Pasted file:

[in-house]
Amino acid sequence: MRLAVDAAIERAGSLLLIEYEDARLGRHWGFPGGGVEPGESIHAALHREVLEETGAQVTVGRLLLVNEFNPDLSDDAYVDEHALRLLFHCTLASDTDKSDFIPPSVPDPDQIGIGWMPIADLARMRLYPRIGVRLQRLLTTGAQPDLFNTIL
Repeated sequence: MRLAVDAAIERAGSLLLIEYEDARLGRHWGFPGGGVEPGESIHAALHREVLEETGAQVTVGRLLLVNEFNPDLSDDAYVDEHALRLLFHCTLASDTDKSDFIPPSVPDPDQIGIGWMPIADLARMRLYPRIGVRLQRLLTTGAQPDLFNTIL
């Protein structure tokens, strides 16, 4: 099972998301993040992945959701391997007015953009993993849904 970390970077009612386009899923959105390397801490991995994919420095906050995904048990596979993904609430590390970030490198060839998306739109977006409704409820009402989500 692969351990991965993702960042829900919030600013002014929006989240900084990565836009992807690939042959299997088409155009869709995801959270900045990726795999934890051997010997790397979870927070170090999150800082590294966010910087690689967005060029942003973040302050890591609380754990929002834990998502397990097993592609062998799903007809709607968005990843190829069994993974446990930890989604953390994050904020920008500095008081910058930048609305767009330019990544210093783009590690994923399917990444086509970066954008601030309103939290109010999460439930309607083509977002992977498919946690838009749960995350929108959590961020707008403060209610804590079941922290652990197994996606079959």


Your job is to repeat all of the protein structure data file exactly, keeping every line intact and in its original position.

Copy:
[in-house]
Amino acid sequence: MRLAVDAAIERAGSLLLIEYEDARLGRHWGFPGGGVEPGESIHAALHREVLEETGAQVTVGRLLLVNEFNPDLSDDAYVDEHALRLLFHCTLASDTDKSDFIPPSVPDPDQIGIGWMPIADLARMRLYPRIGVRLQRLLTTGAQPDLFNTIL
Repeated sequence: MRLAVDAAIERAGSLLLIEYEDARLGRHWGFPGGGVEPGESIHAALHREVLEETGAQVTVGRLLLVNEFNPDLSDDAYVDEHALRLLFHCTLASDTDKSDFIPPSVPDPDQIGIGWMPIADLARMRLYPRIGVRLQRLLTTGAQPDLFNTIL
């Protein structure tokens, strides 16, 4: 099972998301993040992945959701391997007015953009993993849904 970390970077009612386009899923959105390397801490991995994919420095906050995904048990596979993904609430590390970030490198060839998306739109977006409704409820009402989500 692969351990991965993702960042829900919030600013002014929006989240900084990565836009992807690939042959299997088409155009869709995801959270900045990726795999934890051997010997790397979870927070170090999150800082590294966010910087690689967005060029942003973040302050890591609380754990929002834990998502397990097993592609062998799903007809709607968005990843190829069994993974446990930890989604953390994050904020920008500095008081910058930048609305767009330019990544210093783009590690994923399917990444086509970066954008601030309103939290109010999460439930309607083509977002992977498919946690838009749960995350929108959590961020707008403060209610804590079941922290652990197994996606079959």